is what happens over time when someone has no support
These are

trouble at home
trouble at school
trouble in the community
trouble with the law
mental health problems
addictions
Over time, secondary characteristics
become patterns of defensive behaviours.
IQ
Cake, less eggs, ain't cake...
Executive Functions are central processes that are most intimately involved in giving organization and order to our actions and behaviours.
Executive functions:
judgment, initiating, shifting, inhibition,
mental flexibility, sequencing, planning, problem solving,
organizing, abstract reasoning
Executive
vs
Functioning
Value Clashes
Values
and
Paradigm
Beliefs dictate behavious. The belief that neurobehavirol symptoms of FASD are willful or intententional generates punishment. This in turn, often results in an array of secondary defensive behaviors. The key to prevention is linking the idea of brain dysfunction with presenting behaviours, reframing perception, and moving from punishment to support. The shift is from seeing a child and sone who "won't" do someting to one who possibly "can't".
As our understanding of the meaning of "organic brain differences" is integrated into everyday life, at home
and in the community, parents and caregivers undergo a personal and professional paradigm shift in how they understand and feel about children with FASD.
Traditional
Applying consequences
Traditional interventions

Changing people
Recognizing brain differences
Preventing problems
Expanding professional options;
developing effective strategies
Changing environments
Professional shifts from:
To:
Won't
Bad
Lazy
Lies
Doesn't try
Mean
Doesn't care; shut down
Refuses to sit still
Fussy, demanding
Resisting
Trying to make me mad
Trying to get attention
Acting younger
Thief
Inappropriate
Not trying to get the obvious
Can't
Frustrated, defended, challanged
Tries hard
Confabulates; fills in
Tired of failing; exhausted or can't start
Defensive, hurt, abused
Can't identify or show feelings
Overstimulated
Oversensitive
Doesn't "get it"
Can't remember
Needs contact, support
Is developmentally younger
Doesn't understand ownership
May not understand proprieties
Needs to be retaught many times
From seeing child as:
To understanding child as one who:
Hopelessness
Fear
Chaos, confusion
Anger
Power struggles
Frustration
Exhaustion
No good outcomes
Isolation
Hope
Understanding
Organization, meaningfulness
Re framing perceptions, defusing
Working with, rather than at
Trying differently, not harder
Re energized; new options to try
Seeing and supporting strengths
Networking, collaboration
Preliminary findings from pre-post tests clearly indicate significant shifts in professionals:
To feelings of:
Personal shifts from:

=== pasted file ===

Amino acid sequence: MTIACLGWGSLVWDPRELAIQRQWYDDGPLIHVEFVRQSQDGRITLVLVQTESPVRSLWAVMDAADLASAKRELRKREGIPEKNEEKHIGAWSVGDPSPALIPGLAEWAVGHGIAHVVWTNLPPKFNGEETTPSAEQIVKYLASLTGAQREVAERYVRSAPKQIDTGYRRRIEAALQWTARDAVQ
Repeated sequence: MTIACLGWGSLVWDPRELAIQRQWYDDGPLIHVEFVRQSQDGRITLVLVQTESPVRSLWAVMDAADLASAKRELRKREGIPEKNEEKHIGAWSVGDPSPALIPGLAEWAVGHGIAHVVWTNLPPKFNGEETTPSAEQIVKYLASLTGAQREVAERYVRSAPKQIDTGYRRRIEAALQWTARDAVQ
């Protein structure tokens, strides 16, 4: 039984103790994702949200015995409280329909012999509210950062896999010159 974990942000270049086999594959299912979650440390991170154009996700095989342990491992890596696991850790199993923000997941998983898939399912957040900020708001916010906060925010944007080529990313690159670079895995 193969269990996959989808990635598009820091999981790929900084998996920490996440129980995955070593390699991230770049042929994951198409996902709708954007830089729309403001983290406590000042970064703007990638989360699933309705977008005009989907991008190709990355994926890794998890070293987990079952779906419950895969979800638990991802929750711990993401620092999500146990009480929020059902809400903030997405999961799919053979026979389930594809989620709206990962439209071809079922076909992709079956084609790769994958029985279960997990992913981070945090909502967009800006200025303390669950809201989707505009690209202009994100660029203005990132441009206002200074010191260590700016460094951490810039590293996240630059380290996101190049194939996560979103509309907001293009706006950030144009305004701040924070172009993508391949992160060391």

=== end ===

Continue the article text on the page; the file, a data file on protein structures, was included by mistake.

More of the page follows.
and
FASD
Shifts
The shift is from seeing a child as someone
who "won't" to someone who possibly "can't".
Anne
Matt
James
Katie
Emily
David
Success!
Success!
Love the student you got, not the one you wish you had.
Keys for
We expect these kids to remember things – they will need to be re-taught.
If they learn the rule in the classroom, they may not remember in the hallway.
Success
Diagnosis before age 6
A stable placement with a family that is trained and supported
Case planning that focuses on building a positive future responsible life planning and does not include placement and school disruptions
Redefine success and long term goals
Make them feel special.. and competent
A school program that understands and supports the primary disabilities of FASD
Use your team! Build connections with parents, teachers, circle of care, etc.
Focus on strengths and positives
Work WITH the kids and develop realistic expectations
Ensure there is activities for unstructured breaks, ie, recess, lunch, etc.
Get them involved, ie. 'escort for a day'
Be creative! Think outside the box.
Have shorter teaching moments, more often throughout the day.
Provide snacks - they are using lots of brain power!
60% of people living with an FASD, will have "disrupted school experience".
Anonymous
Skill/Characteristic
Chronological Age of Individual
18
Expressive Language
Reading: Decoding
Reading: Comprehension
Money & Time Concepts
Emotional Maturity
Physical Maturity
Social Skills
Living Skills
20
16
6
8
6
18
7
11
Developmental Age
Connect with
fasdforever.com
jeff@fasdforever.com
@jeffjnoble
416.805.9950
Thank you!
This day was chosen so that on the ninth day of the ninth month of the year, the world will remember that during the nine months of pregnancy a woman should abstain from alcohol. Anytime is a good time to raise awareness about Fetal Alcohol Spectrum Disorders (FASD).
Myth
Where there is alcohol...
Stressed? Overwhelmed? Burnt out?
Here's why:
Amanda
preventable.
Success
!
facebook.com/fetalalcoholforever
Jeff
FASD is mainly a
First Nation issue.
FASD is solely and directly the result of
prenatal exposure to alcohol.
there is fetal alcohol.
Fetal Alcohol Spectrum Disorders:
Alcohol Related Neurodevelopmental
Disorder
Fetal Alcohol Syndrome
partial
Fetal Alcohol Spectrum Disorder
N'Swakamok Native Friendship Centre
Full transcript